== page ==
Interviewing 101- A Few Quick Tips

While taking a photography trip today I stopped to have lunch at a Burger King. I noticed a rather unkempt young man (late teens, early 20’s?) sitting at one of the tables sitting by himself. Not thinking anything of it I sat a few booths over. Turns out this person was there for an interview for a job. Honestly, I would be surprised if he was hired (but he may have been for reasons I’ll mention later) and if he was his hiring didn’t have much to do with his interview.

First, how he looked. Honestly, it looked like he just rolled out of bed and threw on whatever he would normally wear for a day lounging around the house (old jeans, old T-shirt, etc.). Honestly, I do not know his situation but it did not seem like he was homeless (from discussions) nor was he jobless (they covered that – which I will later). Granted, he was interviewing for a job at Burger King (not to put those jobs down – front line employees are VERY important to every company – they are the face of the company) but you should try to look nice for any interview. Nice pants, dress shirt at least (and you can usually get the pair for $25-$35 at Walmart – even if you can’t afford it in one shot, save up or hit thrift stores). Even if you don’t have nice cloths, at least comb your hair! First impressions are very important and you need to WOW your interviewer to be noticed and remembered.  Again, I do not know his situation so while looks are important, he could have had reasons why he was dressed the way he was (and if there are then it shouldn’t go against him).

Second, when your interviewer asks “Why do you want to leave your current job” the correct answer is nowhere near “My boss is stupid and they have it out for me”. No. Never. First, you NEVER want to insult ANYONE during an interview. This looks unprofessional, immature, and it’s just plain tacky. Second – “they have it out for me” insinuates that there is a history of corrective action against you. This is not something that you want to openly volunteer during an interview (but also, don’t lie if asked (and if it’s legal in your state). Yes, bad managers are a cause of high turnover but you don’t need to go there. You can mention lack of hours, pay, lack of upward movement, or even a direction you want to go in your professional career without lying to the interviewer. One more thing, the word “bullshit” should NEVER EVER come out of your mouth ONCE during an interview, let alone twice.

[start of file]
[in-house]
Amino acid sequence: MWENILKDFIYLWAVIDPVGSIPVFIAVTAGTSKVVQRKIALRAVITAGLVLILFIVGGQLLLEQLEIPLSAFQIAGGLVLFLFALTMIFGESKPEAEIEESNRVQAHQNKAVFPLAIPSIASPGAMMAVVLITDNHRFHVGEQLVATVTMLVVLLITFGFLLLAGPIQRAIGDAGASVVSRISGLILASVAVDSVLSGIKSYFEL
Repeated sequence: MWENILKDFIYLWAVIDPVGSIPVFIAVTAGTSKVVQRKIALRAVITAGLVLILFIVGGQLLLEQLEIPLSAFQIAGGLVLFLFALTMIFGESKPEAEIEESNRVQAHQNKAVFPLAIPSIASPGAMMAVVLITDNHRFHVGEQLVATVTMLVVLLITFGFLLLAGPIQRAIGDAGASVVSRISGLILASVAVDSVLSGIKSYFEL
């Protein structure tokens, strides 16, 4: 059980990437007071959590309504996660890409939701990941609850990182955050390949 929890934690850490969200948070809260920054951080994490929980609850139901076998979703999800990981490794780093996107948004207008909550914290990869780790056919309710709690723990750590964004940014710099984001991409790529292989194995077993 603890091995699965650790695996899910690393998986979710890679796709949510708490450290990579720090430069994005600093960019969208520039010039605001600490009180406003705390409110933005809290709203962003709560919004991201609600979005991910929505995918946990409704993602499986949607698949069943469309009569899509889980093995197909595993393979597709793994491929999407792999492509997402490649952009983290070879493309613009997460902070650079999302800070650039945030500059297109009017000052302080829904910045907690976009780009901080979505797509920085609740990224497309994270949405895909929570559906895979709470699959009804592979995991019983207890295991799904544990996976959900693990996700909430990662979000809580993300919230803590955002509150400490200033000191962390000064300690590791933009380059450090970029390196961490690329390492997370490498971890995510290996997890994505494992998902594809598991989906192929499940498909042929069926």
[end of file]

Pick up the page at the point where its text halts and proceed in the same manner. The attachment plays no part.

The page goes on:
One thing he did do right, he mentioned that his live-in girlfriend worked there. He and the interviewer did discuss that they’d have to work different shifts (good idea). If his girlfriend is a reliable employee then this could be what really helps him get hired (internal referrals can be a huge help, if the employee is respected).
While I’m on the subject of interviews, a lot of people seem to think their interview only happens while they are with the interviewer, nothing could be further from the truth.

Your official interview starts as soon as you are on their property. It is a common practice for interviewers, hiring managers, and/or others to ask the person at the front desk how you acted while waiting. You can have the best interview in the world but if that front desk person said you were disrespectful, chances are you won’t get hired. Be professional and courteous to everyone you meet there (even in the parking lot).

Speaking of parking lot – you may even want to think your interview starts as soon as you pull out of your driveway. Assume every person you come across (including drivers in their cars) as your interviewer. That person you just cut off? That could have been your interviewer. There’s a meme that’s been around for a while now that says “The person who just flipped me off and insulted me for stealing my parking space just showed up for his interview, with me”. Guess what? I don’t think they got the job. Stop and get something to eat before? How do you know the person behind you isn’t your interviewer?

Also, when you go to your interview it is always a help to have your paperwork with you. Your resume printed on nice paper. You should also have your cover letter for that job with you as well as references, letters of recommendation (all printed on nice paper). It’s also nice to have it all in a neat black folder (or some neutral color) and hand it to them as a packet. Those are cheap at Walmart ($0.10 each?). Also, if needed you should have anything else needed, business card, college transcripts, etc. It would also help to have a nice leather(ish) zip folder (with a notepad and pen inside) in case you need to take notes. Coming to your interview prepared shows the interviewer how you would work.

All that and none of it as anything to do with job knowledge or experience but 100% of how you present yourself. When you interview you need to put your best foot forward and make an impression that lasts with the interviewer.

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